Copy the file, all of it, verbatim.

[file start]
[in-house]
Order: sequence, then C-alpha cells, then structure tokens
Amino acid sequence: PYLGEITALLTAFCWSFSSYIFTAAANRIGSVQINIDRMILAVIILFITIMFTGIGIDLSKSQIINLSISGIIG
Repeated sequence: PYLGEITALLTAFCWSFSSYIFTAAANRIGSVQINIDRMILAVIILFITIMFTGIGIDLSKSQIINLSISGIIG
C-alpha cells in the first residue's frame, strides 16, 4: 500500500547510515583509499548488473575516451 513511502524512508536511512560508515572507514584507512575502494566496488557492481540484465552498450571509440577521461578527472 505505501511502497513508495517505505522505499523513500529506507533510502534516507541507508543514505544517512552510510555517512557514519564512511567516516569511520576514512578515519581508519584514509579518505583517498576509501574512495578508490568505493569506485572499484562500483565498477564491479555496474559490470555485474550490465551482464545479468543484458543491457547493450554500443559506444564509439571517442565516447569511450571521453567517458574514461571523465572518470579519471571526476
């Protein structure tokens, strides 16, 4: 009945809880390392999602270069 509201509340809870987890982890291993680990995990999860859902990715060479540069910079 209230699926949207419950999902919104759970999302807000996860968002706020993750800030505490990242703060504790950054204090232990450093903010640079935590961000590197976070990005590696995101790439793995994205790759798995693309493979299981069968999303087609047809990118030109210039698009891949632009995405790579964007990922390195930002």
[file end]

[in-house]
Order: sequence, then C-alpha cells, then structure tokens
Amino acid sequence: PYLGEITALLTAFCWSFSSYIFTAAANRIGSVQINIDRMILAVIILFITIMFTGIGIDLSKSQIINLSISGIIG
Repeated sequence: PYLGEITALLTAFCWSFSSYIFTAAANRIGSVQINIDRMILAVIILFITIMFTGIGIDLSKSQIINLSISGIIG
C-alpha cells in the first residue's frame, strides 16, 4: 500500500547510515583509499548488473575516451 513511502524512508536511512560508515572507514584507512575502494566496488557492481540484465552498450571509440577521461578527472 505505501511502497513508495517505505522505499523513500529506507533510502534516507541507508543514505544517512552510510555517512557514519564512511567516516569511520576514512578515519581508519584514509579518505583517498576509501574512495578508490568505493569506485572499484562500483565498477564491479555496474559490470555485474550490465551482464545479468543484458543491457547493450554500443559506444564509439571517442565516447569511450571521453567517458574514461571523465572518470579519471571526476
């Protein structure tokens, strides 16, 4: 009945809880390392999602270069 509201509340809870987890982890291993680990995990999860859902990715060479540069910079 209230699926949207419950999902919104759970999302807000996860968002706020993750800030505490990242703060504790950054204090232990450093903010640079935590961000590197976070990005590696995101790439793995994205790759798995693309493979299981069968999303087609047809990118030109210039698009891949632009995405790579964007990922390195930002």